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AAA Music | 18 September 2019

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Tobacco – Maniac Meat

| On 28, Jun 2010

This is undoubtedly a very interesting record. A very brave one as well. The only thing we can decipher about its creator is that he must have cojones made from solid osmium to try and market a record that combines elements of hip-hop and even pop with the devil may care attitude toward sounding professional from Garage Rock and the instrumental experimentation seen in bands from Sonic Youth to Crystal Castles.

And for the first seven songs on the record, that is all it is, Interesting. And it gets very tiresome listening to something that hints at being a pop song before it gets coated in dissonant synths and vocals treated so heavily it sounds like an industrial shredder so Tobacco can basically go “Hey, do you like well written pop songs that appeal to many people and give you pleasure? You do? Well YOU SUCK!” Even the presence of similarly eclectic hipster overlord Beck on second track Fresh Hex and ninth track Grape Aerosmith can’t stop them from turning into electro-ish dirges with periodic burst of distorted insanity. Which is probably the point entirely.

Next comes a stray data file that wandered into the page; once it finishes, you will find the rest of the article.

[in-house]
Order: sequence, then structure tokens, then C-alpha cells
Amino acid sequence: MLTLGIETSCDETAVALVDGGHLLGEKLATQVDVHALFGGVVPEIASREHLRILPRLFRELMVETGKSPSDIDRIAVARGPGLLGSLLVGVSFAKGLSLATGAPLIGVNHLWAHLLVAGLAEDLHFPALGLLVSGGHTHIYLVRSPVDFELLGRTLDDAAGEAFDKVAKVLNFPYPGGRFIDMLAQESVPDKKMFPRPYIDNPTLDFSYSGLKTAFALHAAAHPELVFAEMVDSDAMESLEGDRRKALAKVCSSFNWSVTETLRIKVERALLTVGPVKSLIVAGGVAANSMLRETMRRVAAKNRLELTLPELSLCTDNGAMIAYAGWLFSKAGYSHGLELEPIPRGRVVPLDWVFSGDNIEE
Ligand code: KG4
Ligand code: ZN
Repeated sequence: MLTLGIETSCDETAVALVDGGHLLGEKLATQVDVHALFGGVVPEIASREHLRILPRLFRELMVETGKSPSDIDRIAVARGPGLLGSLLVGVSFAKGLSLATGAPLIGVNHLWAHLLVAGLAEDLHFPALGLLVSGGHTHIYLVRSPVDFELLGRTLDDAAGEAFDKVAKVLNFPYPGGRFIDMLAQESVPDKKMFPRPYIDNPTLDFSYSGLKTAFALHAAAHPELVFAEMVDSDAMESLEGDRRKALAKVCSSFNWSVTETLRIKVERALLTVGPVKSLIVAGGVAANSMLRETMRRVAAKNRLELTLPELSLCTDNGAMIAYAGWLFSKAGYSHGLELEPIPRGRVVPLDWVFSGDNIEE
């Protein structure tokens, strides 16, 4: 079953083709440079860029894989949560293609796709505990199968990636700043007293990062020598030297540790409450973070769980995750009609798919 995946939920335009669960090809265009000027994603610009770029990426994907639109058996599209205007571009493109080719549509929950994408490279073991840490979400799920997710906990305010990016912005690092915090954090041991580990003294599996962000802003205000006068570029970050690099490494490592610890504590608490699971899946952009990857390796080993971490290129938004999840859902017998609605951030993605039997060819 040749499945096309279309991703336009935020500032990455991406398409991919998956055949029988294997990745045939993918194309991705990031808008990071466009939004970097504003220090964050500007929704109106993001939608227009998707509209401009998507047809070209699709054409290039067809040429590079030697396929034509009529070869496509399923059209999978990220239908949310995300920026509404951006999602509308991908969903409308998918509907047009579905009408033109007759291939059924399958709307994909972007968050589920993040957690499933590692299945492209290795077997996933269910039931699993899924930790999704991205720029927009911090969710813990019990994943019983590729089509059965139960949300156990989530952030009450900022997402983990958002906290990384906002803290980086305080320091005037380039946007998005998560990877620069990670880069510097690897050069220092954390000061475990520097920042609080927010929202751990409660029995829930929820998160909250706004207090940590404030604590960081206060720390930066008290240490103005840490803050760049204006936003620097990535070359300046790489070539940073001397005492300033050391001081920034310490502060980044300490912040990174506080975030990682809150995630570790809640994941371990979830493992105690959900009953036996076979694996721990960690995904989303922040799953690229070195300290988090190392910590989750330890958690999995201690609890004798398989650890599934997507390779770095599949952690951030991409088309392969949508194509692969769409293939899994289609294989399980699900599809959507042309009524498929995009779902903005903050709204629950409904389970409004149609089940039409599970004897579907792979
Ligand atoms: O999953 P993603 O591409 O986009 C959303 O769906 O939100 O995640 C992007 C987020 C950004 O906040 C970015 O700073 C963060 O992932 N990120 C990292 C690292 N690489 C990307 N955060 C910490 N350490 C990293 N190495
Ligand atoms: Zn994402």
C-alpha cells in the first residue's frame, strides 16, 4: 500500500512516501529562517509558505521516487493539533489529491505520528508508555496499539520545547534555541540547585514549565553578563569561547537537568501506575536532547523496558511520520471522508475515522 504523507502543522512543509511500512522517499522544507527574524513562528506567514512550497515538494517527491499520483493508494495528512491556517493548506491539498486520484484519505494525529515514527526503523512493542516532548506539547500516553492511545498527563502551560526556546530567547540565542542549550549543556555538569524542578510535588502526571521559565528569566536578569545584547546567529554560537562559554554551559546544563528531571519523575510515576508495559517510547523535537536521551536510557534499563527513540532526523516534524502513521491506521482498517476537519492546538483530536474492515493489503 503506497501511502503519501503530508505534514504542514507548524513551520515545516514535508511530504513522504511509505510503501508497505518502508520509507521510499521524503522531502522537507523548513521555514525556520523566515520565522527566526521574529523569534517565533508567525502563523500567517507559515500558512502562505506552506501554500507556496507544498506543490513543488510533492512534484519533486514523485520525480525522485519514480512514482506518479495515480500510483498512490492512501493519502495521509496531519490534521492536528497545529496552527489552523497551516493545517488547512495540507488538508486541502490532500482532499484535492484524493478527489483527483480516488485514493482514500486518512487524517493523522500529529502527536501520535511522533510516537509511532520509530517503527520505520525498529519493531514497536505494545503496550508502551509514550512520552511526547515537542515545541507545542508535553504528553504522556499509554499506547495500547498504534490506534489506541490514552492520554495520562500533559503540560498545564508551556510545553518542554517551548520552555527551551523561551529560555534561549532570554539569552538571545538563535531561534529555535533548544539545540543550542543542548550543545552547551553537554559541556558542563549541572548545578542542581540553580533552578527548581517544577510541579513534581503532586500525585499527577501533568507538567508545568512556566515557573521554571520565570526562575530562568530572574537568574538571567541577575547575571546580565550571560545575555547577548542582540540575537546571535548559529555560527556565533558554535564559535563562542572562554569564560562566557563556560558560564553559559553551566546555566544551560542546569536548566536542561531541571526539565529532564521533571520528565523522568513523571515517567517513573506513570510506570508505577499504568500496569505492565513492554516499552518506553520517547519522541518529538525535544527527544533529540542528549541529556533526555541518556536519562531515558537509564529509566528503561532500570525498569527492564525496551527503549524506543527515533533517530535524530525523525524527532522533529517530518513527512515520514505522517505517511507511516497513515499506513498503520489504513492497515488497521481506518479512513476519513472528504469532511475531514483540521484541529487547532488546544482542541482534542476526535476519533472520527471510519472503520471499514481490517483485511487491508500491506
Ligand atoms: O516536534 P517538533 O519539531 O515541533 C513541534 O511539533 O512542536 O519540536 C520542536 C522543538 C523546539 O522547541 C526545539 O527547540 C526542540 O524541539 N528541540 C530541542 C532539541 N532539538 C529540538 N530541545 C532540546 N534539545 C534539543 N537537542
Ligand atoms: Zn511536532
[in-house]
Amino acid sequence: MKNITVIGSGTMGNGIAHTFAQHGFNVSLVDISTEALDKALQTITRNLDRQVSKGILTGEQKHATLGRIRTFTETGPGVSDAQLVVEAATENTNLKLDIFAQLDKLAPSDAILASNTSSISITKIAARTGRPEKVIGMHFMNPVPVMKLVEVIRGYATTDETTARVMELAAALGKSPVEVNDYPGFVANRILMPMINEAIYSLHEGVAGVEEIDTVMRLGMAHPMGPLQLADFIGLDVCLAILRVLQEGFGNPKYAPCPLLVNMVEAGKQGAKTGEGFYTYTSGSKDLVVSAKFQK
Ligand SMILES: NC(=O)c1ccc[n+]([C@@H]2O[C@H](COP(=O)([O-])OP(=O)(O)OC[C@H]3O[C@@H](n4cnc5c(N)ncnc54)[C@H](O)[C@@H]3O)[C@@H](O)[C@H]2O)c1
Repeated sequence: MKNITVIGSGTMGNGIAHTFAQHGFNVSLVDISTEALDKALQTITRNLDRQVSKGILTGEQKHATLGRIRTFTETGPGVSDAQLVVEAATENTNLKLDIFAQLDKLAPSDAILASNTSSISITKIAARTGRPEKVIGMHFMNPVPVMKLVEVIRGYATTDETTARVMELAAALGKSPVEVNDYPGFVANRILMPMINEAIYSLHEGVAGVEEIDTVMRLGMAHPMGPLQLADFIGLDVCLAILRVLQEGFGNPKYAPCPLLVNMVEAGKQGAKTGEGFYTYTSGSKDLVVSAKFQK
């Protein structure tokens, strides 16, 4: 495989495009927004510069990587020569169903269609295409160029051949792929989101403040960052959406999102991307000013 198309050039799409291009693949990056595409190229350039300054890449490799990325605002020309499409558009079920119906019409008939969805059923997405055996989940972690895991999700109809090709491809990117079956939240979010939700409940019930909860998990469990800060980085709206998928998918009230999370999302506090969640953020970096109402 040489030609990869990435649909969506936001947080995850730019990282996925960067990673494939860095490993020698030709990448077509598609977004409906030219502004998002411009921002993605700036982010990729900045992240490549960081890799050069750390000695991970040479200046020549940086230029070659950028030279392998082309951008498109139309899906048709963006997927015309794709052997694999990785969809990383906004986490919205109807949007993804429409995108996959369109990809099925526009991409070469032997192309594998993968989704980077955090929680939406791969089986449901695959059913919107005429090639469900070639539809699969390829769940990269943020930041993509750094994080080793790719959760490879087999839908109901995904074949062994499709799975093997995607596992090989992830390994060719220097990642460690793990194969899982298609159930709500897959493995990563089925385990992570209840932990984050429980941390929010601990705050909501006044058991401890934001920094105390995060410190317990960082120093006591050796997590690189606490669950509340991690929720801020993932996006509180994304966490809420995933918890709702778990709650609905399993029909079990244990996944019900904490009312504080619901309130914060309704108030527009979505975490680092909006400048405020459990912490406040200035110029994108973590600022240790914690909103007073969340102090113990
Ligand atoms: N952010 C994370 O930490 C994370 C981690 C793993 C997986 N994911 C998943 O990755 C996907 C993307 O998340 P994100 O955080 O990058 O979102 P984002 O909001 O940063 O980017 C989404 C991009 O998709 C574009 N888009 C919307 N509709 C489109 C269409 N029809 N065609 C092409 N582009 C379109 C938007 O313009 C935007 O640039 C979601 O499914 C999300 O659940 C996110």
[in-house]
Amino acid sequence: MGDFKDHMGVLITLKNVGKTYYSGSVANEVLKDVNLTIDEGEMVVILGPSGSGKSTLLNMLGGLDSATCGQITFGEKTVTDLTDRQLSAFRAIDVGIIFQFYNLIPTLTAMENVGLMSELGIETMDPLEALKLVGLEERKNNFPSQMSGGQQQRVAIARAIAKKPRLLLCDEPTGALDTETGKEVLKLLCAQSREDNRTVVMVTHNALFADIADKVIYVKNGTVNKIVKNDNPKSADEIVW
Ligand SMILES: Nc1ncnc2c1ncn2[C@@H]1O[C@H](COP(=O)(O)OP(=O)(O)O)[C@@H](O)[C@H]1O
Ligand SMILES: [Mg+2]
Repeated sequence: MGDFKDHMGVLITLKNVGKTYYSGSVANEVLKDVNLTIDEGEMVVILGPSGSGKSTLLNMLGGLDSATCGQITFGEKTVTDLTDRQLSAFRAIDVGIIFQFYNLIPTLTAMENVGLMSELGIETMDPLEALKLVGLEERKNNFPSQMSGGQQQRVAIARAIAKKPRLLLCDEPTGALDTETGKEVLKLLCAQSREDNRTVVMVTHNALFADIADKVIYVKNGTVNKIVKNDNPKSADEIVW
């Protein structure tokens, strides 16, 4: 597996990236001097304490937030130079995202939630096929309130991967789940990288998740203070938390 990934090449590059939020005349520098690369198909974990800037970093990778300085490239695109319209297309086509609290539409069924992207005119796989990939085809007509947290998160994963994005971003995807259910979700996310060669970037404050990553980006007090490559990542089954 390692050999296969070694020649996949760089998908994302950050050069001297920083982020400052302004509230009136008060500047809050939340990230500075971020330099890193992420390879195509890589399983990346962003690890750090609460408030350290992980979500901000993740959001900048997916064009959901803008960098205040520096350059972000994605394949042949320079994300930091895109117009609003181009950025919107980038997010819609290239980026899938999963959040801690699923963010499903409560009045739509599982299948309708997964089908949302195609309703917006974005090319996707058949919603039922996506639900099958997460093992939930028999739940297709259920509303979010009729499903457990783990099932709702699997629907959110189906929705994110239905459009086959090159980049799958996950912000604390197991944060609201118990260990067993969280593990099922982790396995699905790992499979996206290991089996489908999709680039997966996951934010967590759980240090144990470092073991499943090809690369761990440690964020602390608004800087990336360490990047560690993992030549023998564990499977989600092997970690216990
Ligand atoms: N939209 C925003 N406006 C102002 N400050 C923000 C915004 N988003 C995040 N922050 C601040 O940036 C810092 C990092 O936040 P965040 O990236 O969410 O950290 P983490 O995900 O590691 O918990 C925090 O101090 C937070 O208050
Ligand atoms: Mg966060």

And then something baffling happens on track eight. The songs called Heavy Make Up and for the first time on the record, we hear a song! With melodies! It sounds like a relaxed Prodigy and it’s a lot better than 90% of what passes for pop music in the charts. And after that the record gets immeasurably better, Six Royal Vipers floats in on a bed of synth arpeggio’s and treated vocals and sounds like something that could be played on <whisper it> the radio. The fact that this comes after half an album of aural insanity makes this sudden lurch into accessibility makes it, perversely enough, even stranger than what came before.

You see, any fool can muck around with a synth and come up with strange noises that a hipster will go on to say is “pretty cool”, but to write an accessible song that manages to sound suitably off kilter is an awful lot harder, and songs like Creepy Phone Calls pull off that divide pretty perfectly. However, this is still a record to listen to with your hand firmly attached to your chin, an album to impress others with your knowledge of. And no matter how accessible it may get, that is still missing the point of pop music entirely.     

 Author: Will Howard